Mint.com, the online financial management tool, has put its numbers together with market researchers NPD Group to analyze music spending. The results: when it comes to consuming recorded music, digital music continues to rise. At the same time, so does Apple’s grip on the music consumption market, a combination that includes proprietary control of a music store, a music player, and the leading mobile device.
The NPD data should look familiar. Digital music is growing, and clearly it’s at the root of the record industry’s loss of revenue as consumers shift from physical to digital media. Also, Apple’s iTunes remains the lion’s share of the market – enough so that they effectively control distribution, pricing, and consumption patterns, the very definition of monopoly by most measures. (That’s even before you get to Apple’s effective monopoly over the computer player and mobile device, though my suspicion is that an all-out attack on the portable device could start to chisel away at all three.)
Even in the NPD data, though, there’s an interesting indicator: note that the “Other” category is roughly the same size as Apple’s main competitors. That suggests that there’s a plurality minority. And oddly enough, it’s right in the middle of this mysterious “Other” category that a lot of unknown music artists make their dollars, selling direct to listeners or going through niche sites. Artists I’ve talked to in the electronic genre have almost universally said they make nothing on Apple, while they do very well on a site like electronic-specific Beatport. And unlike physical media, it’s not a big deal for someone who loves electronic music to drop their favorite tunes manually from the Beatport store into iTunes and an iPhone.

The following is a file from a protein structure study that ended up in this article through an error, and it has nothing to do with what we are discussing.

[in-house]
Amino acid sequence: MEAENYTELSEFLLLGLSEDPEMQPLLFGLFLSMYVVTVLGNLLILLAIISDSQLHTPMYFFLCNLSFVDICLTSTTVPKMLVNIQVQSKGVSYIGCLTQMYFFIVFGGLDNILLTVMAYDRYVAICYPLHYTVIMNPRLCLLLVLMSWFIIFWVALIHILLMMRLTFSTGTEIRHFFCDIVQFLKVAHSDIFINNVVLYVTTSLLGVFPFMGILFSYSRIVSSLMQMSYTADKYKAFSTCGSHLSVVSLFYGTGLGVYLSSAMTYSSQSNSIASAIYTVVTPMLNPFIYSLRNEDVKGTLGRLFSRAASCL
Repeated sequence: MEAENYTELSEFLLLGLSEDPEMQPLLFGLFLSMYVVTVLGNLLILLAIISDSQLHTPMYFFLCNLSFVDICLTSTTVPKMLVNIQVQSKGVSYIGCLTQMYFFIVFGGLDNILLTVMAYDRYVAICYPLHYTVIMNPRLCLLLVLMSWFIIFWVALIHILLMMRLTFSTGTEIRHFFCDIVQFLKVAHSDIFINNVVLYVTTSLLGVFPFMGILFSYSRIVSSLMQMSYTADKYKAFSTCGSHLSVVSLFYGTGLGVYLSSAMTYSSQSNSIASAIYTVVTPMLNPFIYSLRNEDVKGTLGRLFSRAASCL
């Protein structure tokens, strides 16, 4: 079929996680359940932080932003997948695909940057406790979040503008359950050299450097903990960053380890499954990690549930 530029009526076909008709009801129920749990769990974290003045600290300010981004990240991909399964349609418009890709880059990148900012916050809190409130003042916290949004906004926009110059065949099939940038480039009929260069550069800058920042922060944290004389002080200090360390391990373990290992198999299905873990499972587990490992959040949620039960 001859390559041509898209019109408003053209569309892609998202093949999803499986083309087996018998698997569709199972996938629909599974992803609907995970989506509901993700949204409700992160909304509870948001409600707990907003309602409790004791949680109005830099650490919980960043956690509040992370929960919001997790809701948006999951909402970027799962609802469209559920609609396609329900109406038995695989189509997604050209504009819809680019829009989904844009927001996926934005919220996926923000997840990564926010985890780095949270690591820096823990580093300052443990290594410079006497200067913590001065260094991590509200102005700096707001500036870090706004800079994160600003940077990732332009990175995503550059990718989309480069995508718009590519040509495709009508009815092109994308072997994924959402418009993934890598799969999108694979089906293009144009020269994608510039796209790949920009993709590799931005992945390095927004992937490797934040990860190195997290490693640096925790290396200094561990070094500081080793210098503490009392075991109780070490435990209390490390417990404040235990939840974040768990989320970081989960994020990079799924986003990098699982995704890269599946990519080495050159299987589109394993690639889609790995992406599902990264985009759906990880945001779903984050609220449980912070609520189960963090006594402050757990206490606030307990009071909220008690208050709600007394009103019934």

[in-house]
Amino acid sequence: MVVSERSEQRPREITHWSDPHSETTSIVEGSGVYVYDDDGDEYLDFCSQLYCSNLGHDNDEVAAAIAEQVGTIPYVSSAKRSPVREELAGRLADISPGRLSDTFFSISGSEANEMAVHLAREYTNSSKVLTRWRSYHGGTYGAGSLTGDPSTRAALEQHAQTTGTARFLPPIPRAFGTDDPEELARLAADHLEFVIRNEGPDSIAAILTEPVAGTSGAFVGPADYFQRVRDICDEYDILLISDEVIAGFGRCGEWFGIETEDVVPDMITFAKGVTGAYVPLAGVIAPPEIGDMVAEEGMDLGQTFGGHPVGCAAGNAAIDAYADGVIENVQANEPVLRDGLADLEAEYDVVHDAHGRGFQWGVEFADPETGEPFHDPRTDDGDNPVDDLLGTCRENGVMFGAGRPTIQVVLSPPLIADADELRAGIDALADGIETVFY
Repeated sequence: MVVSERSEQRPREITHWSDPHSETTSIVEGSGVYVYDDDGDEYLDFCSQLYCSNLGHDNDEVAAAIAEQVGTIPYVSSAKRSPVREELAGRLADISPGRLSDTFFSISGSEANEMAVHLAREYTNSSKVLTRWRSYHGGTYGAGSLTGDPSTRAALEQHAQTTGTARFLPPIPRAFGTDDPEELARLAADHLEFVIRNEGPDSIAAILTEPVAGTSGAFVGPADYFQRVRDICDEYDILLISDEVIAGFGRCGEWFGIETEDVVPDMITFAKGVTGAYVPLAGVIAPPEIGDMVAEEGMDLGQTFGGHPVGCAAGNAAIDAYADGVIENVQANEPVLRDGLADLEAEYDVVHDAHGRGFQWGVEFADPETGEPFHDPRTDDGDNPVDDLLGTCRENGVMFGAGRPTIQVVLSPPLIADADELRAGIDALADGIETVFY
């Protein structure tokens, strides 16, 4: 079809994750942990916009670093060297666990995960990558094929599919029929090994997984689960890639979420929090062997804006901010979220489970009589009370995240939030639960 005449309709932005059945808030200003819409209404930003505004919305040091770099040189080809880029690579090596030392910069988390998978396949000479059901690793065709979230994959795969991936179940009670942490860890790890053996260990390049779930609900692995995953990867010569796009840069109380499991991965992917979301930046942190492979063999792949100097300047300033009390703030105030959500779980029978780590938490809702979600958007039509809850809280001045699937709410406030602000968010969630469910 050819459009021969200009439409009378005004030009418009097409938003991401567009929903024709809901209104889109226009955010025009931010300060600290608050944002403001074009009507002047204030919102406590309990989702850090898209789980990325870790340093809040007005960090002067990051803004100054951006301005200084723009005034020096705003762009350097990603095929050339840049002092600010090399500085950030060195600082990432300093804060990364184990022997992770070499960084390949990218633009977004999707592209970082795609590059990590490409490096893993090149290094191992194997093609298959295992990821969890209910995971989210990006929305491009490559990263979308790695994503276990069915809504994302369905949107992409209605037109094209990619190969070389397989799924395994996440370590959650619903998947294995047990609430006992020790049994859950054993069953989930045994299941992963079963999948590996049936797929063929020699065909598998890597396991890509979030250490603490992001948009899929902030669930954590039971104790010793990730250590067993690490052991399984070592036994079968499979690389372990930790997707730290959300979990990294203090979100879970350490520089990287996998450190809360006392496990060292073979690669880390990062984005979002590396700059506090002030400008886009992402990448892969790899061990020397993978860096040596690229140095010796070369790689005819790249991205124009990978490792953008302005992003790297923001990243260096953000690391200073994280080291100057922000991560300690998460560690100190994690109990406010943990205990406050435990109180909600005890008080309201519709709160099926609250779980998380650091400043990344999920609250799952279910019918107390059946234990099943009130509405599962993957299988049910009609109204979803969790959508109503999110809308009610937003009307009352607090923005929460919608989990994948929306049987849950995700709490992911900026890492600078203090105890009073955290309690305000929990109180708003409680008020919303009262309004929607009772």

Dig into the Mint.com numbers, and you see just how different stores can be. Per-transaction spending differs by an enormous margin. Brick-and-mortar retailers sell a lot more per transaction. True, this could include accessories like headphones at stores like Sam Goody, but it’s also interesting to note the gap between stores like eMusic, Rhapsody, and CD Baby, and the smaller per-transaction buy at iTunes.
While Apple buyers aren’t spending as much per visit, they’re visiting more often, and Apple’s move to variable has made a big difference. Buyers have gone from purchasing an average of 2-2.5 transactions to well over 3, coinciding with the introduction of variable pricing.
If you’re not a fan of monopolies, there’s just not much to be done to spin this data. As digital consumption has grown by an order of magnitude, nothing has happened – thus far – to change Apple’s dominant share of the market. And as you can see in pricing statistics, within the Apple ecosystem, Apple has been enormously effective in controlling the pricing of the product and spending habits of the consumers.
On the other hand, looking at the inverse situation, a lot of the most interesting activity is happening outside either the former brick-and-mortar or new digital iTunes economies. We don’t have data on a lot of these niche stores (Dancetracks, Beatport, Bleep, and so on), which grow in number and variety. We don’t have data on direct-to-consumer sales by artists. And we don’t have much data on legal free music consumption, music released as Creative Commons or pay-what-you-will. Just criticizing Apple for their popularity could miss out on what’s happening in these alternative channels.
Many of these channels have no obligation to share their statistics, but to any who are interested, I’d love to talk to you. (And I think CD Baby winds up being the most interesting stat here.)
This is also an excellent illustration of what online analytics can do with financial data. It certainly won’t ease anyone who prefers that this data remain private, but fans of analytics might also see potential for collective learning experiences from shared data. Data like this had long been privileged only to banks and credit cards; a service like Mint allows users to share such data with one another.
So, how are you spending on music?
And would you find it useful – or disturbing – to have that kind of data shared anonymously with other consumers?